The most violent country in the world today is not Syria, but Brazil, where gangs, organized crime, regular crime, and state brutality create a pall of fear over daily life. Why are so many democratic states engulfed by violence? If the problem is poverty, why does homicide disproportionately afflict middle-income countries? If governments are so weak, why do countries otherwise able to deliver for their citizens find themselves unable to deliver on safety?
Rachel Kleinfeld's forthcoming book (Knopf 2018), based on field research in places that escaped extreme violence in Latin America, Europe, South Asia, the former Soviet Union, and the United States, argues that violence often arises from states that are complicit, rather than weak. What looks like a country overrun by gangs, insurgents, or organized crime is a governing system of extreme privilege and impunity for a few.
Dr Kleinfeld will introduce those ideas and discuss how violence works to bound these democracies, how some succeeded in overcoming their fates, and what her research tells us about countries caught in the throes of violence today. We will then open up for questions tendered in advance, and then for general Q&A.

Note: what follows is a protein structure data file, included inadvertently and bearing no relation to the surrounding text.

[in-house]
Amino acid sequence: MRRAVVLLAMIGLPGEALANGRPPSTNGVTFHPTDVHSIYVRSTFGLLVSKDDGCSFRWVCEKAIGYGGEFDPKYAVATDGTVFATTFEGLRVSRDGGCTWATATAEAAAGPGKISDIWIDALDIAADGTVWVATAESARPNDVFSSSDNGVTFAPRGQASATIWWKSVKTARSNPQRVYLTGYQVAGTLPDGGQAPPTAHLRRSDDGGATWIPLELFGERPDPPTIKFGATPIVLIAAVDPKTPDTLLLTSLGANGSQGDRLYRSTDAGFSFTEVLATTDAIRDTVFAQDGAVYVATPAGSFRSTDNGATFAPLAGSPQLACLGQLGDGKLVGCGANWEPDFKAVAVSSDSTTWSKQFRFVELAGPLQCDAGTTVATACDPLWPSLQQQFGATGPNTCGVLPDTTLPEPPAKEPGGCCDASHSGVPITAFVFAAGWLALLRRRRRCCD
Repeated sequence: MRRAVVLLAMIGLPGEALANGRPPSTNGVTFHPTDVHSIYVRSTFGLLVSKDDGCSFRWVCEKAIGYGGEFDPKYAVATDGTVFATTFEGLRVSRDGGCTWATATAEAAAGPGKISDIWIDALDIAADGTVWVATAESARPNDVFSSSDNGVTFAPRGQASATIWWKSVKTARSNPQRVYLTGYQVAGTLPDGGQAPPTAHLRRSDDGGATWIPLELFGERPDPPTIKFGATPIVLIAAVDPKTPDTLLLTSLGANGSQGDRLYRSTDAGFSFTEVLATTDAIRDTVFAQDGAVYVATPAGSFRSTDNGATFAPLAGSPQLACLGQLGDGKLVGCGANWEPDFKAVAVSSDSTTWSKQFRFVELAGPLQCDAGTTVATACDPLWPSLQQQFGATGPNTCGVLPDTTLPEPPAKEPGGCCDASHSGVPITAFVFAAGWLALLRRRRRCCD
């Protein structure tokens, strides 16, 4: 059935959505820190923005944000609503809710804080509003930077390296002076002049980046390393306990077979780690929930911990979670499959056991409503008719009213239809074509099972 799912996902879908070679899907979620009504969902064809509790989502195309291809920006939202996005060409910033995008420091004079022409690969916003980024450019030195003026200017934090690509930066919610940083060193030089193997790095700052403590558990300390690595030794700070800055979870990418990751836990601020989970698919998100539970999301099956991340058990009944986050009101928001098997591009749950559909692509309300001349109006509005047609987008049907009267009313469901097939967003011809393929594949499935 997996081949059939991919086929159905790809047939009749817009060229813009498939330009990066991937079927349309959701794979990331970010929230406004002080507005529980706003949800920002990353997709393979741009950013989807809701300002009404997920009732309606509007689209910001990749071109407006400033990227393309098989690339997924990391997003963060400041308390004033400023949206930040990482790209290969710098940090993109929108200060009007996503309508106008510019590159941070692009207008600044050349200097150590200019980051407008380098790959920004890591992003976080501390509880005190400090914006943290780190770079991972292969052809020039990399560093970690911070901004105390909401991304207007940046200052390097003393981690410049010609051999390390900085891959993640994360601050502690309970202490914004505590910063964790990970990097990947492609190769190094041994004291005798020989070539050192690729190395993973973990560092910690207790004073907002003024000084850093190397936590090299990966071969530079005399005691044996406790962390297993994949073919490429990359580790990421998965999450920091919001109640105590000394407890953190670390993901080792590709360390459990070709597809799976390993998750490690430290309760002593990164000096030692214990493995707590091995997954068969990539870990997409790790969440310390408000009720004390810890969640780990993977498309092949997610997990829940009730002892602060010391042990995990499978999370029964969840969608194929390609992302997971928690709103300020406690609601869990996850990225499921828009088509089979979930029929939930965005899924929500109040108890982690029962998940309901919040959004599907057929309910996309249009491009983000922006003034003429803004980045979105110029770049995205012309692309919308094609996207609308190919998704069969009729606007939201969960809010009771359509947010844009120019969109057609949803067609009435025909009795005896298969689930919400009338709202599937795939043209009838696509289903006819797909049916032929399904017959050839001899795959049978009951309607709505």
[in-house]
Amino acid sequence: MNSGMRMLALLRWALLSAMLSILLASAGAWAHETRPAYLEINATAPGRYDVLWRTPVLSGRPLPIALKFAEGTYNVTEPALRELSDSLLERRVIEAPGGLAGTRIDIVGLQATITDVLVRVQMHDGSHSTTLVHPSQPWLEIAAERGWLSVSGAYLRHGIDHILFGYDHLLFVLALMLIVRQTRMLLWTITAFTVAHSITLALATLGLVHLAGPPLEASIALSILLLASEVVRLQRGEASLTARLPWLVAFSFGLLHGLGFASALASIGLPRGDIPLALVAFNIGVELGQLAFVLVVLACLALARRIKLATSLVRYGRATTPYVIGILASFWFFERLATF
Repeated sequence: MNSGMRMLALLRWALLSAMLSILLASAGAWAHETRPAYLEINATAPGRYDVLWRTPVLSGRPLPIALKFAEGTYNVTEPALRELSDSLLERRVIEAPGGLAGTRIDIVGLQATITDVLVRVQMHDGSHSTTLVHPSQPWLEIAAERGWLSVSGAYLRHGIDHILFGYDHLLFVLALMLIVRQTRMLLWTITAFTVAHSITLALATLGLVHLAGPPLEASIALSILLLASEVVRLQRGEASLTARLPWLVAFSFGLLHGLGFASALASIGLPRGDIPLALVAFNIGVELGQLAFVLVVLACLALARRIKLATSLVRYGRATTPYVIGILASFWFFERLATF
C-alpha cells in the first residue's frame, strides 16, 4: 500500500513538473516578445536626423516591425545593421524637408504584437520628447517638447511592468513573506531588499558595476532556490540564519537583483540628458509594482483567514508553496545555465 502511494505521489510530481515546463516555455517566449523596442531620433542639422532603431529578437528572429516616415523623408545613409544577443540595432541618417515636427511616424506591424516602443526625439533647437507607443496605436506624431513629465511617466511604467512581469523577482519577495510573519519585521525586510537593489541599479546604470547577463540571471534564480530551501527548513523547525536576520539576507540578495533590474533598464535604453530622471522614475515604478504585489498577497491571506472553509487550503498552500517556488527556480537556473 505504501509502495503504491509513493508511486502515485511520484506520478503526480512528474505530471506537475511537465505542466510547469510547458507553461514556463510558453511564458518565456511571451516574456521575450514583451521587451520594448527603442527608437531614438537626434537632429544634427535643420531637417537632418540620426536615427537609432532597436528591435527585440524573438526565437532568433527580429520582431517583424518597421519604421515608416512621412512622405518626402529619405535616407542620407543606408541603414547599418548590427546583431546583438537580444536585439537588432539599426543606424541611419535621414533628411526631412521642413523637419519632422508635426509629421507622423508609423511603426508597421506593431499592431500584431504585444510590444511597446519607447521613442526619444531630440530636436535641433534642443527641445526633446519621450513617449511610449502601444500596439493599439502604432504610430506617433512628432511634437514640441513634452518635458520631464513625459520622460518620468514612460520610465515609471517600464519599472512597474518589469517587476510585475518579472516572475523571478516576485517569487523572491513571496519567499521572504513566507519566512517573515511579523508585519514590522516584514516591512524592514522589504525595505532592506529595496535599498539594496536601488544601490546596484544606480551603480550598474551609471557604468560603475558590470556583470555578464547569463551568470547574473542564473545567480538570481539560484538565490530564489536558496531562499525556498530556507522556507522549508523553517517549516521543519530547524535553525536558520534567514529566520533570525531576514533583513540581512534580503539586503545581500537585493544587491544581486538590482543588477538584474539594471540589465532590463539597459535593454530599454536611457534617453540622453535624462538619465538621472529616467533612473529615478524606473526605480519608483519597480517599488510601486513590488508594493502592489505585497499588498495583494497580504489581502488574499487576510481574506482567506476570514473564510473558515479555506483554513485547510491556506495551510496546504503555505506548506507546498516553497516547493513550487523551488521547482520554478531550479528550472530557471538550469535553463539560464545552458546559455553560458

About the speaker
Dr. Rachel Kleinfeld is a Senior Fellow at the Carnegie Endowment for International Peace, where she focuses on issues of rule of law, security, and governance in post-conflict countries, fragile states. Kleinfeld has consulted on rule of law reform for the World Bank, the European Union, the OECD, and multiple governments, and was chosen by Sec. Clinton to serve on the Foreign Affairs Policy Board, which advised the Secretary of State quarterly, from 2011-2014. She is the author of Advancing the Rule of Law Abroad: Next Generation Reform (Carnegie, 2012), which was chosen by Foreign Affairs magazine as one of the best foreign policy books of 2012.